Once the sheet has been placed
in the frame and heated, controlled air pressure creates a
bubble (Fig. 4). This bubble stretches the material to a
predetermined height, usually controlled by a photocell. The
male plug assist is then lowered forcing the stretched stock
down into the cavity. The male plug is normally heated to avoid
chilling the plastics prematurely. The plug is made as large as
possible so the plastics is stretched close to the final shape
of the finished product. Plug penetration should be from 70 to
80 percent of the mold cavity depth. Air pressure is then
applied from the plug side while at the same time a vacuum is
drawn on the cavity to help form the hot sheet. For many
products, vacuum alone is used to complete formation of the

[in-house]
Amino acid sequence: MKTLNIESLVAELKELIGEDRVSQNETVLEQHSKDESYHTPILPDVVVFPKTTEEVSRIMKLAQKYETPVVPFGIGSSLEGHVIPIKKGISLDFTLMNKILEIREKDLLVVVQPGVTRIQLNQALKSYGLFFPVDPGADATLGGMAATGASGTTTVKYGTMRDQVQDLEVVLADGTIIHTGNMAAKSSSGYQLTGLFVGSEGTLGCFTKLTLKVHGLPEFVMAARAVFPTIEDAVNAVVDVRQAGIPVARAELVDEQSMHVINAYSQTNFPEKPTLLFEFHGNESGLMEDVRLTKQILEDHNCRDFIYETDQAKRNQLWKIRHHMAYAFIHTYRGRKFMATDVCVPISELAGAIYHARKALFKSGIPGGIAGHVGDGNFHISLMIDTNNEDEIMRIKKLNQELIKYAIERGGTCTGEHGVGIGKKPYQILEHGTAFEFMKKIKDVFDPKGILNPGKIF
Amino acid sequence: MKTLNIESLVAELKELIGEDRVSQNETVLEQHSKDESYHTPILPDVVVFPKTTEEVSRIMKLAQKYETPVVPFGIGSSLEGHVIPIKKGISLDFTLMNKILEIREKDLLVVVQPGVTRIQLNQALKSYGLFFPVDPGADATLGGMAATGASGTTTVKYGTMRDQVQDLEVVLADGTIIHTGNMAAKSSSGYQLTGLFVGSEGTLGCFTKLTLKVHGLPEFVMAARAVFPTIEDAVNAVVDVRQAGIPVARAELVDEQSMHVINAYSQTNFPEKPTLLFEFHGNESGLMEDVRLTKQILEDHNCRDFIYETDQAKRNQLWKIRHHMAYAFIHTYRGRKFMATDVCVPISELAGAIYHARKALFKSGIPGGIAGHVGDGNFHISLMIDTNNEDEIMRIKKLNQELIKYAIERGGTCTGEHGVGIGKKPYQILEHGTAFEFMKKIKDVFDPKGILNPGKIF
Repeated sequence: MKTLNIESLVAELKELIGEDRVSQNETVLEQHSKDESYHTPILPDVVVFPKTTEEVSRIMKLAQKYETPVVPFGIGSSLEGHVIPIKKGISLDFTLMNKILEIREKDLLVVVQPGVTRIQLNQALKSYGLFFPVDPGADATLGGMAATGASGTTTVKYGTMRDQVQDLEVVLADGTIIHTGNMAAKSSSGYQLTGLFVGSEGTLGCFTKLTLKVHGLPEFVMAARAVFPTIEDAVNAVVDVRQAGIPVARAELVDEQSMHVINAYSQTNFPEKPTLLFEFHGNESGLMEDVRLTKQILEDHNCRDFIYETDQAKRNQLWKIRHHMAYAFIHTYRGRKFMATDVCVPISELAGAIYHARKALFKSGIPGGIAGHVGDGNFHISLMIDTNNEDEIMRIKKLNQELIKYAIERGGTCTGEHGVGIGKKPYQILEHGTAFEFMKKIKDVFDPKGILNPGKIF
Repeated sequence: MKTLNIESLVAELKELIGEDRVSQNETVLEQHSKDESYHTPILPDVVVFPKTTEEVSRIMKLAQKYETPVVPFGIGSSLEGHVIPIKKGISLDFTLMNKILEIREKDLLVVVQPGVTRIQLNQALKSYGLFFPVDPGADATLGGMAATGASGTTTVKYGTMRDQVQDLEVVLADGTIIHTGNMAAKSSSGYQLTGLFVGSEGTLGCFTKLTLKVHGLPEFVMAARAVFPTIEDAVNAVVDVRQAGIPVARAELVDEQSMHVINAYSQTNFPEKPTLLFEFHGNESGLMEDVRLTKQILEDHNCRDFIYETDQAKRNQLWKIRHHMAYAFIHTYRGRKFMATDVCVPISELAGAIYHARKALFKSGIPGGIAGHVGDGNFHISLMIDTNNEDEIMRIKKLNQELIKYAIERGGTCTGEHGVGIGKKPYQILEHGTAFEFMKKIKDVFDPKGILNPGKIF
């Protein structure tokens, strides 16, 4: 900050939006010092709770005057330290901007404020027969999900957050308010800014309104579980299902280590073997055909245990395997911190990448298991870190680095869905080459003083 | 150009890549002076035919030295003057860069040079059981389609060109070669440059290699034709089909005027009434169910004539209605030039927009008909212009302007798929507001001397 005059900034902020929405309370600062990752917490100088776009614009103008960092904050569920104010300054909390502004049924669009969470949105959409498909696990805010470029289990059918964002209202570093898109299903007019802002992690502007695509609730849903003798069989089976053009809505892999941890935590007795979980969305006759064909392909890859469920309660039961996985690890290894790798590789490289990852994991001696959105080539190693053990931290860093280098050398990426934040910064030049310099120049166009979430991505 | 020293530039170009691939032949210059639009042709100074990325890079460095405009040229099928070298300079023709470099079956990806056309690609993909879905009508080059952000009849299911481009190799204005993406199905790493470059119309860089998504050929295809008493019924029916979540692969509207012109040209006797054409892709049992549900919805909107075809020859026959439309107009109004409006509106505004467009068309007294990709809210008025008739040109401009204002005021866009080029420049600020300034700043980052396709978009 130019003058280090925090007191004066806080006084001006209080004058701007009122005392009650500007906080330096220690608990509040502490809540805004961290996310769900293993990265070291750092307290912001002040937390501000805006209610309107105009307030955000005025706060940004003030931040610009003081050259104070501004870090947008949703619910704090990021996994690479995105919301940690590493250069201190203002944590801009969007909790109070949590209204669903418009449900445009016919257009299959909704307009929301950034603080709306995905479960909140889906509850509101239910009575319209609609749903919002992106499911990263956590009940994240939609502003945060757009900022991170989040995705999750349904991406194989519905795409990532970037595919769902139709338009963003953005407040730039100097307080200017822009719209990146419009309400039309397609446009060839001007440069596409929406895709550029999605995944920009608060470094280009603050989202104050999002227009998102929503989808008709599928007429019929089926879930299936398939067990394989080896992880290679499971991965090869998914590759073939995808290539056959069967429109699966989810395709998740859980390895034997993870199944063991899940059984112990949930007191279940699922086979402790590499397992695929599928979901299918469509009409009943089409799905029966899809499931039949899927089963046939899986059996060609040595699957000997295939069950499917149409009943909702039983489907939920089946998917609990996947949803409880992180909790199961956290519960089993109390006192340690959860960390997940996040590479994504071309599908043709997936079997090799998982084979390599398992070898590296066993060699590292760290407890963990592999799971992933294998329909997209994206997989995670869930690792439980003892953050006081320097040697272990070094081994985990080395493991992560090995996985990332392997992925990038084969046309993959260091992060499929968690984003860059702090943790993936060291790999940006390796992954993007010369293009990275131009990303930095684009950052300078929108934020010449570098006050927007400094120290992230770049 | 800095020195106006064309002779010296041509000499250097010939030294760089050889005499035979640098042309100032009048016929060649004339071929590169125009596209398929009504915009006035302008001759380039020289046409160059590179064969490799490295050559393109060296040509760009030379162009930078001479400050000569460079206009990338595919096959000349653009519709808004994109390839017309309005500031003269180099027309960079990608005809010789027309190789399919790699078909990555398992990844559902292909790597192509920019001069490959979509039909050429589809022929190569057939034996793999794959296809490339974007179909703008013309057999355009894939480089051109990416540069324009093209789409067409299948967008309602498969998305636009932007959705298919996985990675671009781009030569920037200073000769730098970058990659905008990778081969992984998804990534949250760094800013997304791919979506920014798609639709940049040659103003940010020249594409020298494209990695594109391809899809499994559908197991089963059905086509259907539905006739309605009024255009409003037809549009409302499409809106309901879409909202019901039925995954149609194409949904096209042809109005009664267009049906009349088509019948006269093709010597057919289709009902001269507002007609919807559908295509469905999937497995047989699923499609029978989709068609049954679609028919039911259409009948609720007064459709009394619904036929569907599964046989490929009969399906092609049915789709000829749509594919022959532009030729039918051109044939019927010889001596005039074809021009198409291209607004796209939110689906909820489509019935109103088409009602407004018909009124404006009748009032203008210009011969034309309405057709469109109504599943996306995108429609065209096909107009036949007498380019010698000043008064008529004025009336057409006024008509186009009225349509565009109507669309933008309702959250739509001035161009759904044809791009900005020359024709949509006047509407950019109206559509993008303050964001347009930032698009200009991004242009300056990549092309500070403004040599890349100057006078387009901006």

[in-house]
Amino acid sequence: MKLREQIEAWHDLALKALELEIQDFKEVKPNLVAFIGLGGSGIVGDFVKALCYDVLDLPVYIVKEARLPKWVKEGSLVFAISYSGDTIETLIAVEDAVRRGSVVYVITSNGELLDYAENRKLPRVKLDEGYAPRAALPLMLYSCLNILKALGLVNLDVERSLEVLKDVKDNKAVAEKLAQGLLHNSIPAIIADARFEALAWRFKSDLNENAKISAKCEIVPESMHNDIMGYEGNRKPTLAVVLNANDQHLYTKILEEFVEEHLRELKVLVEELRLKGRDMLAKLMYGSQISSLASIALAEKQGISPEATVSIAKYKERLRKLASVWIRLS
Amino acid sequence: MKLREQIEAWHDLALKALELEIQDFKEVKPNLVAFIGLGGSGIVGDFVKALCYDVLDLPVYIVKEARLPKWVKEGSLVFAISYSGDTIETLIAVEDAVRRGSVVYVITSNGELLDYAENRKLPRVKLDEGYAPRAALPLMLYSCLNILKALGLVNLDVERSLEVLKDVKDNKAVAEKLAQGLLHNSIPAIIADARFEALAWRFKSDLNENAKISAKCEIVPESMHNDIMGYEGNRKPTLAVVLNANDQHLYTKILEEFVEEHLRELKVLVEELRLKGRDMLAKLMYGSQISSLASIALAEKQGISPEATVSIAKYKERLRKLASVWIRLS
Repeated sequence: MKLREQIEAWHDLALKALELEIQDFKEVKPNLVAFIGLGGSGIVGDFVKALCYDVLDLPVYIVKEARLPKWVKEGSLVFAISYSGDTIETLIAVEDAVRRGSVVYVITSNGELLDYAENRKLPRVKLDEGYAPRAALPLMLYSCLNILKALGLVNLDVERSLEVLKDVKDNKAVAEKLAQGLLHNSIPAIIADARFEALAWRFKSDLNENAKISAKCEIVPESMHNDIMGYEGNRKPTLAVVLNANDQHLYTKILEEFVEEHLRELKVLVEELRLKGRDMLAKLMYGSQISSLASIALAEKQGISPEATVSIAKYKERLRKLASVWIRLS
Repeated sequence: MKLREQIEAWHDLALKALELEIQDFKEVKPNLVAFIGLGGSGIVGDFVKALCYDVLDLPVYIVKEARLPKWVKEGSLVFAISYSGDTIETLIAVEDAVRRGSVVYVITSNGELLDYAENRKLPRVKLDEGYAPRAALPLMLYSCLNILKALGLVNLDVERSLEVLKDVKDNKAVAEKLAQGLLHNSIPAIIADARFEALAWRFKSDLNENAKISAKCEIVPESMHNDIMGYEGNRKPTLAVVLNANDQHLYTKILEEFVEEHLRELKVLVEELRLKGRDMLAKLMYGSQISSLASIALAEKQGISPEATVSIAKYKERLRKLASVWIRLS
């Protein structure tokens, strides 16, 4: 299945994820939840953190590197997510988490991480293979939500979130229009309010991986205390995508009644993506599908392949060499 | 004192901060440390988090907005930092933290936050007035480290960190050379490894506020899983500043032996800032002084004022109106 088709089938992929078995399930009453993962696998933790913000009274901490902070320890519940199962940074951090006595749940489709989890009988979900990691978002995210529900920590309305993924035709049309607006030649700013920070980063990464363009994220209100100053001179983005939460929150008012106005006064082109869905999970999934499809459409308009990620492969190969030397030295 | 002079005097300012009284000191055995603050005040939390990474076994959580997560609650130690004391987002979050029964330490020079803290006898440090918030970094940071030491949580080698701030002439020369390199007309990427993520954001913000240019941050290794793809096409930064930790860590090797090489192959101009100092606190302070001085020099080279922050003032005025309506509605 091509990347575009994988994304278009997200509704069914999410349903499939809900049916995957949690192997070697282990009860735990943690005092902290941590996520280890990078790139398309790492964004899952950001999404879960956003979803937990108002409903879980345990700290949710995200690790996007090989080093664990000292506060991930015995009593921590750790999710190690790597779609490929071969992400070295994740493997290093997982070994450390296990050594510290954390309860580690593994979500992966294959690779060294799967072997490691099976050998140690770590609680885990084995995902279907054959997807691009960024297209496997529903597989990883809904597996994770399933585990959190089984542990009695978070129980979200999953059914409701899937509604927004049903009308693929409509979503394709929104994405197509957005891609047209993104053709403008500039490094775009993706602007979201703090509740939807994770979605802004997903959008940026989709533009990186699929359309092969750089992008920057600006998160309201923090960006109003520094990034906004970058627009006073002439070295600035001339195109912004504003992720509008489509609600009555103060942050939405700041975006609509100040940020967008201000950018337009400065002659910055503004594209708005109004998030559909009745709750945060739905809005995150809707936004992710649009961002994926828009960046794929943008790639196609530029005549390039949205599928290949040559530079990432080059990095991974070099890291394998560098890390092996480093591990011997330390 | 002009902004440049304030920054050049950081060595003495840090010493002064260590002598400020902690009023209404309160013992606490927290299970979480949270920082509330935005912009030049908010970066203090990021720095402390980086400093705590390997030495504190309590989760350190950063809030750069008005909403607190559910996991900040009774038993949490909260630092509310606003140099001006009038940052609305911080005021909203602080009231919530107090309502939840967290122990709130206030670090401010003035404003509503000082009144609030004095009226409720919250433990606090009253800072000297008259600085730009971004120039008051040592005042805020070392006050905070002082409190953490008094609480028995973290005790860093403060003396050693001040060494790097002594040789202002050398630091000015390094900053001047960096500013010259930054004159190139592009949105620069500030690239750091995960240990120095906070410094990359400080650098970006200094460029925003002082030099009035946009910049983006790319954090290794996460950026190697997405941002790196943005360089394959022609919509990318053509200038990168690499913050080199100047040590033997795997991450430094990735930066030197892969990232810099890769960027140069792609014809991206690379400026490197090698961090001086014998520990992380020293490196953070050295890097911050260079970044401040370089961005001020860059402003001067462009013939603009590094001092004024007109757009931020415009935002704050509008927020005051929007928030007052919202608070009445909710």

sheet. In Figure 7-4, both vacuum and pressure are applied
during the forming process. The female mold must be vented to
allow trapped air to escape from between the plastics and the
(A) The plastics sheet is
heated and sealed across the mold cavity.
(B) Air is introduced, blowing
the sheet upward into an evenly stretched bubble.
(C) A plug shaped roughly to
the cavity contour presses downward into the bubble, forcing it
into the mold.
(D) When the plug reaches its
lowest point, vacuum is drawn to pull the plastics against the
mold walls. Air may be introduced from above to aid forming.
Fig. 4. Pressure-bubble
plug-assist vacuum forming. (Atlas Vac Machine Co.)
5 PLUG-ASSIST VACUUM FORMING
To help prevent corner or
periphery thinning of cup- or box-shaped articles, a plug assist
is used to mechanically stretch and pull additional plastics